Recently Team Waterfall headed deep into the Nantahala National Forest for a weekend of hiking and car camping.  We camped on Flat Creek, at the end of a forest road that branches off of Rock Bridge Road.  The site is primitive, but quiet and private.  Jack arrived first, on Friday afternoon.  It’s well documented that it always rains when Jack camps.  This trip was no exception.  In fact, he had just finished pitching his tent when a huge thunderstorm rolled through.  Jack took shelter in his truck during the downpour.  By the time Van and I arrived, the storm had cleared.  That was the last rain of the weekend.  Thanks to Jack for arriving early and taking one for the team!


That evening Jack, Van, Johnny, and I enjoyed some fantastic moonshine (also courtesy of Jack) and a damp campfire.  Needless to say, getting any sort of a fire going was an achievement with everything soaked.  We finally got a blaze going late that evening – about the time we should’ve gone to bed.


Saturday was spent hiking to some waterfalls that were new to all of us.  That afternoon we returned to camp to relax.  Shortly after we returned, two guys hiked into our site needing help.  They had started from their campsite at Schoolhouse Falls Saturday morning.  The got horribly lost in the northern part of Panthertown Valley.  They had two compasses, but one of them was reading 180 degrees in the wrong direction.  I'm guessing he was reading it backwards?  Anyway, they were trying to go south but ended up hiking north.  They wound up in the headwaters of Flat Creek, and decided to follow it downstream out of desperation.  So they creek walked all the way to our campsite.  Jack gave them a ride back up to the Rattlesnake Ridge Trail.  They intended to hike it back south to eventually return to their campsite.  I don't know if they made it back before dark.


That night we were joined by Darrin, Bob, and Bob’s son, A.A. Ron.  The evening featured a better campfire and even more moonshine.  At one point the conversation turned to “Survivor Man”, or one of those other “wilderness survival” tv shows.  Of course, that led to the inevitable discussion about drinking urine.  Darrin mentioned that he’d heard that the worst time to drink your own urine was first thing in the morning, due to an increase in toxins overnight.  So I suggested that you should probably drink some water first – you know, to dilute it.


I assure you that this was hilarious, but maybe you had to be there.


On Sunday everybody bailed out except for Van.  He joined me for a hike to Dismal Falls.  Dismal Falls has been at the top of my to-do list for years, but for some reason I never seemed to get around to it.  This weekend I was finally going to do something about that.


We followed Rich’s directions to the trailhead and throughout the hike.  As usual, they were accurate and extremely helpful:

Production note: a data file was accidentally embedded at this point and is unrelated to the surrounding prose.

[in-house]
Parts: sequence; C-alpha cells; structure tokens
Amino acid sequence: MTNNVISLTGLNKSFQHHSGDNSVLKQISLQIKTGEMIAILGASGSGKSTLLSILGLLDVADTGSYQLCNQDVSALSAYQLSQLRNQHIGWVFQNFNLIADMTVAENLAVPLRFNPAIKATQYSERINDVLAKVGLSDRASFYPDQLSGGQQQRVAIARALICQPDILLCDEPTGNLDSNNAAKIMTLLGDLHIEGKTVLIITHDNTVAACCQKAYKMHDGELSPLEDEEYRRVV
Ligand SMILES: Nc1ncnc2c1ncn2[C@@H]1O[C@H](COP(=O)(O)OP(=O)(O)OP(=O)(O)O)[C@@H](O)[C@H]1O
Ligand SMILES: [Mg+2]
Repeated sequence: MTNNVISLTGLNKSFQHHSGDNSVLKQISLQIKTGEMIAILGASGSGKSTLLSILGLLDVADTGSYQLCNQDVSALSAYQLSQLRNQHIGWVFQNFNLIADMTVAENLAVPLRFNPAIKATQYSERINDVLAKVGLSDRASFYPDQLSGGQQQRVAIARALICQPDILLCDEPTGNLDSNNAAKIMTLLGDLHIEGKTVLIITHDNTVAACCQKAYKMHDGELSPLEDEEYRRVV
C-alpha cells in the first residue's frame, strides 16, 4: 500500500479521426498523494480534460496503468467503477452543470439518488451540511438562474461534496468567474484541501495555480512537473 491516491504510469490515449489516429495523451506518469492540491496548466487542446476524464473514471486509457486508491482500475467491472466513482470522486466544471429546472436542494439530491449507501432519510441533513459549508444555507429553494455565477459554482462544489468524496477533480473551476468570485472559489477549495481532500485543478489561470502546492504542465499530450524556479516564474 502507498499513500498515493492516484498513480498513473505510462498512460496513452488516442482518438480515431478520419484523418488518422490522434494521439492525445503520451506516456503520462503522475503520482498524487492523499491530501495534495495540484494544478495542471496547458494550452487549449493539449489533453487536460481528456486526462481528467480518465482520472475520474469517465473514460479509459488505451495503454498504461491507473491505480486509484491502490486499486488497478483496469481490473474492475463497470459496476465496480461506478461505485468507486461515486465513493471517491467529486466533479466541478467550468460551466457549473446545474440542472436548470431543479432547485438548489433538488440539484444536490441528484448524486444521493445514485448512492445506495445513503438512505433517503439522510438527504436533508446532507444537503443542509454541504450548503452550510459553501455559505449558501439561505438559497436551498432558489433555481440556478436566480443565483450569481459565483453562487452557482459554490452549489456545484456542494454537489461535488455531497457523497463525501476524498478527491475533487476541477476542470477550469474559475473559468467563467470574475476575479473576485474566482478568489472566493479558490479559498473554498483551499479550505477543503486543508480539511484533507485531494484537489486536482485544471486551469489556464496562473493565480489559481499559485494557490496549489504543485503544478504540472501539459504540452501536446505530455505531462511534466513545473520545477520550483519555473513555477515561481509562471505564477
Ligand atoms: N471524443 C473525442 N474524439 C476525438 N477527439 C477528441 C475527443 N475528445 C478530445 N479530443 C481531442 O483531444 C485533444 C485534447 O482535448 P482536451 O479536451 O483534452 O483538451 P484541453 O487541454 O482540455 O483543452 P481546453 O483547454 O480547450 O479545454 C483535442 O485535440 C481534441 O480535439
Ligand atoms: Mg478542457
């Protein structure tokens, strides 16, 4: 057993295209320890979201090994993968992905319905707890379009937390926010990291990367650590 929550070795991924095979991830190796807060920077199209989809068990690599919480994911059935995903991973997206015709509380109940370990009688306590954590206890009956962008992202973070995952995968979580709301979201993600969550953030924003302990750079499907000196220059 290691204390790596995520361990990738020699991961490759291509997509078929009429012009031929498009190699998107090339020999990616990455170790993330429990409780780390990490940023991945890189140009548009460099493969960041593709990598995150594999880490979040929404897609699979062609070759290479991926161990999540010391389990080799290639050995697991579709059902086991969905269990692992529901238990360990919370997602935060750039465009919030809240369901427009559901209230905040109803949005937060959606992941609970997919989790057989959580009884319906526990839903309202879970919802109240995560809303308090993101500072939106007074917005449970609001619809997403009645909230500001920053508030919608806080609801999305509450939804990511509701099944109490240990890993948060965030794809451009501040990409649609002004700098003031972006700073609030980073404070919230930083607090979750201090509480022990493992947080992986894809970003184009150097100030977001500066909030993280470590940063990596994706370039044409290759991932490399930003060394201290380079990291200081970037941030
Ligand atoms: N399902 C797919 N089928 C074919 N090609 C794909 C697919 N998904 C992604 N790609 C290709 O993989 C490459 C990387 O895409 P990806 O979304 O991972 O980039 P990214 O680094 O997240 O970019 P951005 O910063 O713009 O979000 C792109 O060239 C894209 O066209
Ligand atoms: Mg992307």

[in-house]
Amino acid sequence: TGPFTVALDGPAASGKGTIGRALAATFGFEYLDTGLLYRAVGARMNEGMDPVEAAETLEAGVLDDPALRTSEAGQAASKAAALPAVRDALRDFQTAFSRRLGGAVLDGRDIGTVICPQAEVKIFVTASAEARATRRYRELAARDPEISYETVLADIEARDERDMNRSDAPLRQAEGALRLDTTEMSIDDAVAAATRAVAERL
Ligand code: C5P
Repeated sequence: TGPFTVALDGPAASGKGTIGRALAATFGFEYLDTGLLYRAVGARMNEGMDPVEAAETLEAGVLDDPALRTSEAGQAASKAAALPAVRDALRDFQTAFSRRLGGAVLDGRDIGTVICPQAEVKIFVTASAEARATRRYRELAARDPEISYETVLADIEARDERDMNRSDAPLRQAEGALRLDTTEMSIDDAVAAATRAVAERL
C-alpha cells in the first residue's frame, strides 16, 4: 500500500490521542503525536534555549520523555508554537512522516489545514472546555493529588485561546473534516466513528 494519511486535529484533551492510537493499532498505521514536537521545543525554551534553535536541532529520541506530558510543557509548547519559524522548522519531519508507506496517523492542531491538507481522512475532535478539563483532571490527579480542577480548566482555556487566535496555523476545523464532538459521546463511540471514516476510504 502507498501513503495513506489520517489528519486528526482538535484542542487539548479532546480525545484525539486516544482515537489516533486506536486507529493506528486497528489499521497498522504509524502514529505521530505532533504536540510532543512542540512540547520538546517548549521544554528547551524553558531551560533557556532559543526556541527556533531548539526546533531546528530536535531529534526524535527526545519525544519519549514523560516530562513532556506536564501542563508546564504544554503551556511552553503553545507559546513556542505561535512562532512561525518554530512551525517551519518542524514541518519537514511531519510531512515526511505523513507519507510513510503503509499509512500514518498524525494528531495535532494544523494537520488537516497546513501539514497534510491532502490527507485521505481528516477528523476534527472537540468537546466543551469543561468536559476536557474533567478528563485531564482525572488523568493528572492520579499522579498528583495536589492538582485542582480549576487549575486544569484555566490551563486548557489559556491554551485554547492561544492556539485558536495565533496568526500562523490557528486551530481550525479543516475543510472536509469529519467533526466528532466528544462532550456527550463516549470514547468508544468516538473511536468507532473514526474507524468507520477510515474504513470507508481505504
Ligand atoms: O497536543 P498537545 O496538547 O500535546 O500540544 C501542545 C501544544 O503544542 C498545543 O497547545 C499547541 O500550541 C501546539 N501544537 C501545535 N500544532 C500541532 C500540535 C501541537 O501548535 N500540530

The first mile or so featured easy hiking on an old road.  This was most welcome, after a night of over-indulgence.  We reached an old homesite, and took a short side trip up to the base of Aunt Sally’s Falls.  It’s a small but pretty waterfall.  Unfortunately, my camera fogged up when we arrived.  I tried cleaning both ends of my lens, but that didn’t help much.  I wasn’t sure what was going on, but it was a humid morning.  Fortunately the problem cleared up later that day.


A bit later we reached a junction that was well-marked with ribbons.  We followed the side trail on the left to a campsite, and down to the infant West Fork of the French Broad River.  We rock hopped across, and picked up the flagged trail on the far side.  We followed it over to the stream immediately north of Dismal Creek.  This creek doesn’t even show up on the map, but it is substantial.  We reached it at the base of a relatively minor waterfall.  At this point the trail splits, continuing up both sides of the creek.  We chose the right side.  A short but steep climb brought us to the base of Rhapsody Falls.


What a beauty!  Rhapsody Falls is like a tropical paradise due to the tree canopy, moss, and lush vegetation.  It’s amazing that there can be such a lovely waterfall on a stream that doesn’t even show up on the map.  It just goes to show that you never know what you might find until you get out there.


We had lunch there before climbing steeply up the ridge separating Rhapsody Falls and Dismal Creek.  Near the crest we joined the other trail that bypasses Rhapsody Falls.  We ended up taking this trail down on our return, which was a bit faster.  Still, I highly recommend including Rhapsody Falls in your trip, either coming or going.


We climbed up the ridge from there, but after a short distance we reached a junction with a trail flagged with ribbons heading left.  I was on the lookout for a Bernie trail that descends steeply into the Dismal Gorge.  It leads to the base of some impressive cliffs as well as a lesser-known waterfall downstream from Dismal Falls.  According to Rich’s directions, the turn is only a short distance beyond where the two trails rejoin.  I figured this was it, so we headed down.